2. "There is nothing softer and weaker than water, Yet nothing is better for attacking hard and strong things." [36] What does this fundamental tenet of Taoism mean? How has Adeline used this principle in her struggles?

3. "Change is the only constant" [42] in Taoism and Buddhism and yet the Tao is unvarying. How is this duality representative of Chinese thought?

4. What role did Confucianism play in the author's life? To what extent was it a positive influence and to what extent was it negative? What about in Chinese culture as a whole?

5. How does the author's life reflect the wisdom of the Basic Noble Truths of Zen Buddhism, "pain and suffering are common in life," "human cravings can also give rise to unhappiness" and "by relinquishing cravings and desires, much suffering can be avoided"? [83]

6. The author discusses aspects of Zen that were derived from Taoism and Confucianism. Li (principle or order of nature), Zi ran (Let everything do that which is itself), Wu Wei (taking no unnatural action or arriving at action through non-action). [100-101] What is the importance of these concepts to Zen and to Chinese culture?

7. What does Qi mean? How is it important to Chinese medicine and philosophy? What does it mean to the author? How does it help her accept her stepmother's will? [103]

8. How is the Chinese concept of Let Food Be Medicine similar to the western concept You are what you eat? How are Chinese attitudes toward food different from Western attitudes?

9. The author's grandfather comments that the combination of mei (to buy) and mei (to sell) combine to form "buy-sell" or a business transaction, and calls it "subtle and ingenious" and "profound and all-encompassing." [154] How does this combination reflect a uniquely Chinese attitude toward business? How is it indicative of how the Chinese language effects the culture?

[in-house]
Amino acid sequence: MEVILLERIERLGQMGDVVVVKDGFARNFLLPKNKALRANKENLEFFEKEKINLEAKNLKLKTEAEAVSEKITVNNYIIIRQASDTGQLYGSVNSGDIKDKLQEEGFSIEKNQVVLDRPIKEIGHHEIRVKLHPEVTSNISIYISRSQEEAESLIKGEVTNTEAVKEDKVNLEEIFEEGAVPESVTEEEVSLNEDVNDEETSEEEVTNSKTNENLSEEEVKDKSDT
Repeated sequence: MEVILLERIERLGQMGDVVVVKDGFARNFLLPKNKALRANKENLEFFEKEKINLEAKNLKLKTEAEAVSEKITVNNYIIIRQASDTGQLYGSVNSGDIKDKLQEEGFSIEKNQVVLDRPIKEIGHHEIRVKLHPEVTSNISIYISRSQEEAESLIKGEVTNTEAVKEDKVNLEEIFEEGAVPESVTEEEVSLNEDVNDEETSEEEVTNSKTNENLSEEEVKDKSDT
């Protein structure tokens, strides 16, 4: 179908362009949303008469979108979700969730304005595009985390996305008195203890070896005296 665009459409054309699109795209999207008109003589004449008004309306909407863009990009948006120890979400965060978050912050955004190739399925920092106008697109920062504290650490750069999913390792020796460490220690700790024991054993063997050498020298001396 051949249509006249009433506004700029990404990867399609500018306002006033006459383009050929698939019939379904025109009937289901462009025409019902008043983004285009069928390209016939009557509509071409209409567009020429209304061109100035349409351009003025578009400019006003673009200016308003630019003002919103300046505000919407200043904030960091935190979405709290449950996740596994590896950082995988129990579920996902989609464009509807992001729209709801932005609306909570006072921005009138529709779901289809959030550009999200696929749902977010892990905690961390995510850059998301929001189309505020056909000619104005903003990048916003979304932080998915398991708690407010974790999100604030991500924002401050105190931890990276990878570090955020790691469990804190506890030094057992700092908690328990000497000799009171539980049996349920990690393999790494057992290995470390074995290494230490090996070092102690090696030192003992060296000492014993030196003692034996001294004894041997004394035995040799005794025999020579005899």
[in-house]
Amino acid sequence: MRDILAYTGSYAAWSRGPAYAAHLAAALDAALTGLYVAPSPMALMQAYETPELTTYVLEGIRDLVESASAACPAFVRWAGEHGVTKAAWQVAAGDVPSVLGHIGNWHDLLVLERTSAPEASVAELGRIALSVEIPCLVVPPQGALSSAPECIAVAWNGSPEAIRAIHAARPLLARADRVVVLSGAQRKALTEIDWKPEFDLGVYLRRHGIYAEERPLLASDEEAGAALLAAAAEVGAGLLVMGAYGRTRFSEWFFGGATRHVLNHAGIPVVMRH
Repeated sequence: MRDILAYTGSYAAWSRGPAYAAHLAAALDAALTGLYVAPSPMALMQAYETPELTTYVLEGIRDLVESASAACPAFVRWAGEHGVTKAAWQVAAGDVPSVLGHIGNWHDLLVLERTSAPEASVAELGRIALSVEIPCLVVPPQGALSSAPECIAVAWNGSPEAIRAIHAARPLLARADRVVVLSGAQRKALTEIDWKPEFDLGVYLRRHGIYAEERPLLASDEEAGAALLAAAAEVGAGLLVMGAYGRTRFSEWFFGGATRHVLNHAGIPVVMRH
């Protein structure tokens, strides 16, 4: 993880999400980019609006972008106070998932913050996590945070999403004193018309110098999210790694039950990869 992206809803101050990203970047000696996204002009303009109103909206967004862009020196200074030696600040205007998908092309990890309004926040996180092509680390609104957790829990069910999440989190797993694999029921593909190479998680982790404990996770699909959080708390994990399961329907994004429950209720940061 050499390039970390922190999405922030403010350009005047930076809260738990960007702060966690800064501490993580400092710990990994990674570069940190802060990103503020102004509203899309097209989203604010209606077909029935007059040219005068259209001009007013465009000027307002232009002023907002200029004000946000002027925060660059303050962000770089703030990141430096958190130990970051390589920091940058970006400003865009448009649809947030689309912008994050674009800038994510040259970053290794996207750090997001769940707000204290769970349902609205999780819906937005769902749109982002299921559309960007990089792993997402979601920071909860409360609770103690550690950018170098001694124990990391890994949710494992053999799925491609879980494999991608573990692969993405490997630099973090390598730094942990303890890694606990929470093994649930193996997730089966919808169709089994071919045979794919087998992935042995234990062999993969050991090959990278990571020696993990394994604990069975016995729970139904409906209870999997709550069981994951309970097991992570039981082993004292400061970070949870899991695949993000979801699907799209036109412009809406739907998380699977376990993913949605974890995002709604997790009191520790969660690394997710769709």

10. "Yin and yang are not opposites like the western concept of good/evil or black/white" [156] Discuss the importance of this concept to Chinese culture. How does it relate to the language and philosophy? Why has it been so widely adopted in the West? Do you think most westerners understand its deeper subtleties?

11. The author discusses a number of terms without direct equivalent in English including Qi (air, gas, breath or life force), Yin and Yang (black and white), and Li (logic, reason, truth and principle). What does the lack of an English equivalent teach us about the Chinese way of thinking? What about English words without adequate Chinese translations like "rights" and "privacy"? What does the lack of Chinese equivalents tell us about both Chinese and western culture?

12. What does the author learn from her three principle adult relationships, Karl, Byron and Bob? How were they colored by her Chinese heritage? And how were they affected by her Western experiences as well? How does her concept of buy/sell help explain failed relationships in general? How does the author view relationships as a reflection of yin/yang?